Updated report highlights that not dealing with corruption is costing companies and the industry more over the past 12 months.
International engineering federation FIDIC has updated its 2022 State of the World report, Corruption, it’s effects and the need to take action and has found growing signs that the cost of not tackling corruption is increasing.
The news should act as a wake-up call for the engineering, construction and infrastructure sector to ensure that it has measures in place to combat corruption. FIDIC released the update to its report to coincide with the UN’s International Anti-Corruption Day which took place on 9 December 2023 and called for an increasing focus and engagement on transparency and accountability in government and business practices.
Commenting on the findings in the updated report that the cost of failing to act on corruption is rising, Graham Pontin, FIDIC’s director of policy, external affairs and communications, said: “While there hasn’t been a great deal of change in the trends around corruption over the past 12 months, what we have discovered is that there are growing signs that the cost of not taking action to address corruption are increasing and this should make our industry sit up and take notice.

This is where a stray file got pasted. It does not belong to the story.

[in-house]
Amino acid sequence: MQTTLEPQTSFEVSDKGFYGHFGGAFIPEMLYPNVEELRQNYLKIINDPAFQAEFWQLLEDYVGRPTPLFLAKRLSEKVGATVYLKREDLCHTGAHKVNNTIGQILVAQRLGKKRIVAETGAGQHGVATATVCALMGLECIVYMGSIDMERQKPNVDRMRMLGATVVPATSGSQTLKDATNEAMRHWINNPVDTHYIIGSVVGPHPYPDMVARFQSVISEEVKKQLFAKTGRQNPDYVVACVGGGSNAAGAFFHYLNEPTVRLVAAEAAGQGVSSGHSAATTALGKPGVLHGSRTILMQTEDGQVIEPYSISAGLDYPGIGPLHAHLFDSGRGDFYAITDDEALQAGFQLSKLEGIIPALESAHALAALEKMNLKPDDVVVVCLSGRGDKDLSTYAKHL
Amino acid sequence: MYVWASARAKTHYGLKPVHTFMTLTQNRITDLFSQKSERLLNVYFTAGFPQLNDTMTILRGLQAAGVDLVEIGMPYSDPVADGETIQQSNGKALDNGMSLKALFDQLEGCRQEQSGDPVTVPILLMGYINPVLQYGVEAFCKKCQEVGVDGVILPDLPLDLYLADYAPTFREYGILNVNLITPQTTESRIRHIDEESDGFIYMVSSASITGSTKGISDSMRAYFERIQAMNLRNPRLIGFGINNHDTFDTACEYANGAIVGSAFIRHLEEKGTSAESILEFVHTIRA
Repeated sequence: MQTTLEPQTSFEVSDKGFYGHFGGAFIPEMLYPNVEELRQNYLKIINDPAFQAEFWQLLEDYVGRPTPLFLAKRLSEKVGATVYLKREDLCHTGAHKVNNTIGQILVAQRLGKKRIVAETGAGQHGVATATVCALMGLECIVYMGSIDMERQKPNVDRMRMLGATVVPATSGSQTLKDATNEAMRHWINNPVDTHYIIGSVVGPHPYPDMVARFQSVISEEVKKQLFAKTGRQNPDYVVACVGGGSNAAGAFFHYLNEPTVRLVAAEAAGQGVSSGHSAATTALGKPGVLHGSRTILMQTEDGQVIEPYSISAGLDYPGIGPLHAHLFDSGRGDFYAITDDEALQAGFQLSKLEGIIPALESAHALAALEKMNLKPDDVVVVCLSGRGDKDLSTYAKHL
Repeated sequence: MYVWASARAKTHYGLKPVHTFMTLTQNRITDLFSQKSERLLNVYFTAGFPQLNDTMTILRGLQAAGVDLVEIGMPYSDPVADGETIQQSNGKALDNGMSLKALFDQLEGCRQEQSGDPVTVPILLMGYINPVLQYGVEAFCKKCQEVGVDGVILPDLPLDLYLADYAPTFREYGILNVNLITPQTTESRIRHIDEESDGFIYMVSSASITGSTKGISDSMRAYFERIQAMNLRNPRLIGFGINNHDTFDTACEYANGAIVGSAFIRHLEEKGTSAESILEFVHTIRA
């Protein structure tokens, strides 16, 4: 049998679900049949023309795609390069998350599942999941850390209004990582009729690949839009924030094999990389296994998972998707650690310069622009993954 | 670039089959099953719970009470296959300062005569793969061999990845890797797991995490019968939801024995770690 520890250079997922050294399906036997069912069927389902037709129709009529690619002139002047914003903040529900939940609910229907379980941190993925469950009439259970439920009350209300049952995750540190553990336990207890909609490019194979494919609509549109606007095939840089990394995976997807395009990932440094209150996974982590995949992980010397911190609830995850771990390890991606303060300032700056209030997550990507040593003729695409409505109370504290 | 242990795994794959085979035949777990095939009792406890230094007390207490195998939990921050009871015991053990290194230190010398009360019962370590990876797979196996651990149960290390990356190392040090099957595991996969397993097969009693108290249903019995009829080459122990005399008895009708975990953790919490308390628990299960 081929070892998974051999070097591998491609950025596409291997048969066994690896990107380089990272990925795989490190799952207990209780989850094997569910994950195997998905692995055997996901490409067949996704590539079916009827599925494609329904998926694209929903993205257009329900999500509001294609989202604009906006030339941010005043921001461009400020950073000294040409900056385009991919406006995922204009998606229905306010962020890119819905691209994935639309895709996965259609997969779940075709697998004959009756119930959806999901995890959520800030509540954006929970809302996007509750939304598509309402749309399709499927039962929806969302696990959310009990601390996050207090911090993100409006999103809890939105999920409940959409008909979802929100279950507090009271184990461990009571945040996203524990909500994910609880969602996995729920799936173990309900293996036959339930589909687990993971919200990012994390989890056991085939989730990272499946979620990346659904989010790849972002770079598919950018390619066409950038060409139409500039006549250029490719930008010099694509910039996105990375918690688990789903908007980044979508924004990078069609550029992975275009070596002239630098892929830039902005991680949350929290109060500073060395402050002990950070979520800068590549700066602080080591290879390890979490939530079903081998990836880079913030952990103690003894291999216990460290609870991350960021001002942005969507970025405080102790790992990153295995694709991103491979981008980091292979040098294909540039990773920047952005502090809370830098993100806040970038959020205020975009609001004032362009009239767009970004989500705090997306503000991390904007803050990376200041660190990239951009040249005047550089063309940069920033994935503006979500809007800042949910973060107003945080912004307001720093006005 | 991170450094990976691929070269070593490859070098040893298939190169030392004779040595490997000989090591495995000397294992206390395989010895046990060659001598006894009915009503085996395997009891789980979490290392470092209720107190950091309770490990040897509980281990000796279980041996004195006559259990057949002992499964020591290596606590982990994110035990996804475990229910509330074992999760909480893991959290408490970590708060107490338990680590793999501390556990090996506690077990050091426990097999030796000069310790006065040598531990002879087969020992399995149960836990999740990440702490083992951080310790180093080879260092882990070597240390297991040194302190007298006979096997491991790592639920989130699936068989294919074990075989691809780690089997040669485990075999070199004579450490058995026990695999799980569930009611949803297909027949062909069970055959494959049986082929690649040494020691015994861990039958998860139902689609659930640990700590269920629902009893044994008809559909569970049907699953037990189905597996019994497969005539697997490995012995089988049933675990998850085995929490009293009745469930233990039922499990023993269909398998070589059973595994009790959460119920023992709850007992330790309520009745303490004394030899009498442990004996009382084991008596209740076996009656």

“It is difficult to pinpoint exactly why the costs of not dealing with corruption are rising but what is clear is that countries with lower corruption have higher rates of gross domestic product per capita.
“Corruption has a cost and if we consider these findings in the context of the recent FIDIC and EY report on Closing the sustainable infrastructure gap to achieve net zero which highlighted that to achieve global net zero, up to USD 139 trillion of investment is required globally by 2050 even the smallest cost incurred by corruption will result in significant lost investment opportunities.”